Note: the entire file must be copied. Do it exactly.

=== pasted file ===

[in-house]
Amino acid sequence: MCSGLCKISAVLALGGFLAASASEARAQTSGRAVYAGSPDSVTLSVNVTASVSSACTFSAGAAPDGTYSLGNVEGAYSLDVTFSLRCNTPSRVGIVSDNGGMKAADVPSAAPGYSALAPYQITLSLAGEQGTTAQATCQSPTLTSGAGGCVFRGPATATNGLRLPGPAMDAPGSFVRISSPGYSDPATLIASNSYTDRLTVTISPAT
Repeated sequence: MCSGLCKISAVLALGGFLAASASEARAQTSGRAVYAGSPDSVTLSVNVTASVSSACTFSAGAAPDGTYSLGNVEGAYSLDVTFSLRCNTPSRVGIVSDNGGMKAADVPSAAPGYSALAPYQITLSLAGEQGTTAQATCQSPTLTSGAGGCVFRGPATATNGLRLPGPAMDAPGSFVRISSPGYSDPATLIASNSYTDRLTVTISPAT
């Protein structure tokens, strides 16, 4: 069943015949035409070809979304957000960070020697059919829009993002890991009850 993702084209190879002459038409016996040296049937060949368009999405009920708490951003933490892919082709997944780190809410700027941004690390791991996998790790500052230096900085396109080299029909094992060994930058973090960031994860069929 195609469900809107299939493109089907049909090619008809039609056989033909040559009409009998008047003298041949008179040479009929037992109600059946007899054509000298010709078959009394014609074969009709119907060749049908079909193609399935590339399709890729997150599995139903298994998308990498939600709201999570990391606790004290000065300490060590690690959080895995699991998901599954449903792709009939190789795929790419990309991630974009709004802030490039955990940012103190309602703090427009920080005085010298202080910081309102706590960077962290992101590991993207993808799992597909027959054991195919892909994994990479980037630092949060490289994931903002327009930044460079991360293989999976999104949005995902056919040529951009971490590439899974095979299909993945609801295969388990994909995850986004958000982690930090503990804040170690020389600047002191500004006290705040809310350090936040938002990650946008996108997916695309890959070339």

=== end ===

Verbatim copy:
[in-house]
Amino acid sequence: MCSGLCKISAVLALGGFLAASASEARAQTSGRAVYAGSPDSVTLSVNVTASVSSACTFSAGAAPDGTYSLGNVEGAYSLDVTFSLRCNTPSRVGIVSDNGGMKAADVPSAAPGYSALAPYQITLSLAGEQGTTAQATCQSPTLTSGAGGCVFRGPATATNGLRLPGPAMDAPGSFVRISSPGYSDPATLIASNSYTDRLTVTISPAT
Repeated sequence: MCSGLCKISAVLALGGFLAASASEARAQTSGRAVYAGSPDSVTLSVNVTASVSSACTFSAGAAPDGTYSLGNVEGAYSLDVTFSLRCNTPSRVGIVSDNGGMKAADVPSAAPGYSALAPYQITLSLAGEQGTTAQATCQSPTLTSGAGGCVFRGPATATNGLRLPGPAMDAPGSFVRISSPGYSDPATLIASNSYTDRLTVTISPAT
């Protein structure tokens, strides 16, 4: 069943015949035409070809979304957000960070020697059919829009993002890991009850 993702084209190879002459038409016996040296049937060949368009999405009920708490951003933490892919082709997944780190809410700027941004690390791991996998790790500052230096900085396109080299029909094992060994930058973090960031994860069929 195609469900809107299939493109089907049909090619008809039609056989033909040559009409009998008047003298041949008179040479009929037992109600059946007899054509000298010709078959009394014609074969009709119907060749049908079909193609399935590339399709890729997150599995139903298994998308990498939600709201999570990391606790004290000065300490060590690690959080895995699991998901599954449903792709009939190789795929790419990309991630974009709004802030490039955990940012103190309602703090427009920080005085010298202080910081309102706590960077962290992101590991993207993808799992597909027959054991195919892909994994990479980037630092949060490289994931903002327009930044460079991360293989999976999104949005995902056919040529951009971490590439899974095979299909993945609801295969388990994909995850986004958000982690930090503990804040170690020389600047002191500004006290705040809310350090936040938002990650946008996108997916695309890959070339």